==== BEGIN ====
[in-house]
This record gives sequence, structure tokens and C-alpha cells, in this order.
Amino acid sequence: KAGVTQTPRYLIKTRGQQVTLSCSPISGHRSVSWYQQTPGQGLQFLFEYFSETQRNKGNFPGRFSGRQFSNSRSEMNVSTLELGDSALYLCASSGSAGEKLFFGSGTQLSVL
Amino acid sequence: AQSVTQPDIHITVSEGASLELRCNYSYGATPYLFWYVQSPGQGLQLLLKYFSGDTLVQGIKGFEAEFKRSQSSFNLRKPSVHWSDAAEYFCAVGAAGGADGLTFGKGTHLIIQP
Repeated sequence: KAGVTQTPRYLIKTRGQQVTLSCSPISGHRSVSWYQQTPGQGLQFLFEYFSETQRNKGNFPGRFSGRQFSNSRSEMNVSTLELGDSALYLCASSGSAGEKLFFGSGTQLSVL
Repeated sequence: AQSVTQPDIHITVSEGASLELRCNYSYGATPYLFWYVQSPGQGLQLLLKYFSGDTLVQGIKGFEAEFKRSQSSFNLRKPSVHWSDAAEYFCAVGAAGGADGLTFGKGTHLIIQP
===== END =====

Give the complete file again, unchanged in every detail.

[in-house]
This record gives sequence, structure tokens and C-alpha cells, in this order.
Amino acid sequence: KAGVTQTPRYLIKTRGQQVTLSCSPISGHRSVSWYQQTPGQGLQFLFEYFSETQRNKGNFPGRFSGRQFSNSRSEMNVSTLELGDSALYLCASSGSAGEKLFFGSGTQLSVL
Amino acid sequence: AQSVTQPDIHITVSEGASLELRCNYSYGATPYLFWYVQSPGQGLQLLLKYFSGDTLVQGIKGFEAEFKRSQSSFNLRKPSVHWSDAAEYFCAVGAAGGADGLTFGKGTHLIIQP
Repeated sequence: KAGVTQTPRYLIKTRGQQVTLSCSPISGHRSVSWYQQTPGQGLQFLFEYFSETQRNKGNFPGRFSGRQFSNSRSEMNVSTLELGDSALYLCASSGSAGEKLFFGSGTQLSVL
Repeated sequence: AQSVTQPDIHITVSEGASLELRCNYSYGATPYLFWYVQSPGQGLQLLLKYFSGDTLVQGIKGFEAEFKRSQSSFNLRKPSVHWSDAAEYFCAVGAAGGADGLTFGKGTHLIIQP